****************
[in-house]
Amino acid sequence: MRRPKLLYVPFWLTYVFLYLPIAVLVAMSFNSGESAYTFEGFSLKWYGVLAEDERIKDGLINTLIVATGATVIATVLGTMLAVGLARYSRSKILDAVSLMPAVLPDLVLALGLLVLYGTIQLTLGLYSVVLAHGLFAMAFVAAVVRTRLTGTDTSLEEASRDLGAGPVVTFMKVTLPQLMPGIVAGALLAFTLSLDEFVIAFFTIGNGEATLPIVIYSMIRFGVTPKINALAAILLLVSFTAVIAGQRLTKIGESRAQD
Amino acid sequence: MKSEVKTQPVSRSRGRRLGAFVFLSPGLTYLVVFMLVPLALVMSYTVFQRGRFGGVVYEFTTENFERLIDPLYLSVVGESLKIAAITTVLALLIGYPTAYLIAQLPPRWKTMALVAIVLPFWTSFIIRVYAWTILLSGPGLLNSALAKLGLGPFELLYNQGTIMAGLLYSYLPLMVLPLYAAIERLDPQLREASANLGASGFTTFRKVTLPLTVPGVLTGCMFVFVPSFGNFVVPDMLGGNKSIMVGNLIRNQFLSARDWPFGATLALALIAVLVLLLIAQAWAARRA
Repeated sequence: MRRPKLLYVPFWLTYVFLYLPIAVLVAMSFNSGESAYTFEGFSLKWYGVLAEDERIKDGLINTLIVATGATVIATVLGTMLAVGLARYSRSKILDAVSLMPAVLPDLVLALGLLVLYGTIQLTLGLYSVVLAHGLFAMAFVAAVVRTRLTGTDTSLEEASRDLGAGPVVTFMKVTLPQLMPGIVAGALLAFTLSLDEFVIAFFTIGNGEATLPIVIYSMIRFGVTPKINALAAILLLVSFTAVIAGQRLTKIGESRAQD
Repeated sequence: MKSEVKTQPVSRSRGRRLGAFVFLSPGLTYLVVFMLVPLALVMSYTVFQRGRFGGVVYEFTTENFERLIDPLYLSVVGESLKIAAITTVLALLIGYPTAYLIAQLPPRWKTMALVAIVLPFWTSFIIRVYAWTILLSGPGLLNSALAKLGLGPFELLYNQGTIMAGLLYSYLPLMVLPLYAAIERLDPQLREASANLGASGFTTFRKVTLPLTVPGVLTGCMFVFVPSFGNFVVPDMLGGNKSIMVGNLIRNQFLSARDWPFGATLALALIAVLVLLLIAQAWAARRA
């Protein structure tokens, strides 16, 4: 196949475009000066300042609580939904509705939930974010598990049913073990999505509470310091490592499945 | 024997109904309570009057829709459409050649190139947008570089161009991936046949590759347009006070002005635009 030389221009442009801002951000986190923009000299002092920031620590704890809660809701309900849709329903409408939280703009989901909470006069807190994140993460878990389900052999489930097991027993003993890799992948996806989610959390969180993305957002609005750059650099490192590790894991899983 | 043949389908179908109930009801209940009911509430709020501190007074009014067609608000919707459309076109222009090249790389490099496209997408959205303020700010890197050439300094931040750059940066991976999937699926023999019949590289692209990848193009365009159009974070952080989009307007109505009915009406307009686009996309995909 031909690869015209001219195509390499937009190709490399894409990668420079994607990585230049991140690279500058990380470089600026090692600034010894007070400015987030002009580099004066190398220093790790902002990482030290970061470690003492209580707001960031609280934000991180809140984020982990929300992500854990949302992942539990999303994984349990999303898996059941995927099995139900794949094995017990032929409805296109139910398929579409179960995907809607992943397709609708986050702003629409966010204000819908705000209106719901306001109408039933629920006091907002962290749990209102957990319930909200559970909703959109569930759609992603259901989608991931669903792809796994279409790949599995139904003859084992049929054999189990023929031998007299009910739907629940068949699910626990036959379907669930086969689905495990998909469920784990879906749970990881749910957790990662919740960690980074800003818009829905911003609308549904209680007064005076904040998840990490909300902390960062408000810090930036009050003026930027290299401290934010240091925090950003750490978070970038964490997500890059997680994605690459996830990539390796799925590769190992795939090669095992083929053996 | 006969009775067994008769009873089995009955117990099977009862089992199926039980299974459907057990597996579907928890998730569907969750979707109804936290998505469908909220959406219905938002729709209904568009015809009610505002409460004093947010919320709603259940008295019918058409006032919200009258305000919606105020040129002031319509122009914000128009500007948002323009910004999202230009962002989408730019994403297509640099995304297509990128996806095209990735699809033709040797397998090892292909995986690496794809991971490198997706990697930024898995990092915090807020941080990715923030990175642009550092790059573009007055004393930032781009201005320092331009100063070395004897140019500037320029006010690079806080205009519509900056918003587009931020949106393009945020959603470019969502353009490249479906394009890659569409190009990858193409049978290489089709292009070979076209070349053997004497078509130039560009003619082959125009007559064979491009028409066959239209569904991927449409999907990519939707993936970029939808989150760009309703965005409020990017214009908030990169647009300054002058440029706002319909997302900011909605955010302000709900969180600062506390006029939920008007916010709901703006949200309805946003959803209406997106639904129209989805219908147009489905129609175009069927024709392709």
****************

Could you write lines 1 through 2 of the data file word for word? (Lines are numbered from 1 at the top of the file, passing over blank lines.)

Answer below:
[in-house]
Amino acid sequence: MRRPKLLYVPFWLTYVFLYLPIAVLVAMSFNSGESAYTFEGFSLKWYGVLAEDERIKDGLINTLIVATGATVIATVLGTMLAVGLARYSRSKILDAVSLMPAVLPDLVLALGLLVLYGTIQLTLGLYSVVLAHGLFAMAFVAAVVRTRLTGTDTSLEEASRDLGAGPVVTFMKVTLPQLMPGIVAGALLAFTLSLDEFVIAFFTIGNGEATLPIVIYSMIRFGVTPKINALAAILLLVSFTAVIAGQRLTKIGESRAQD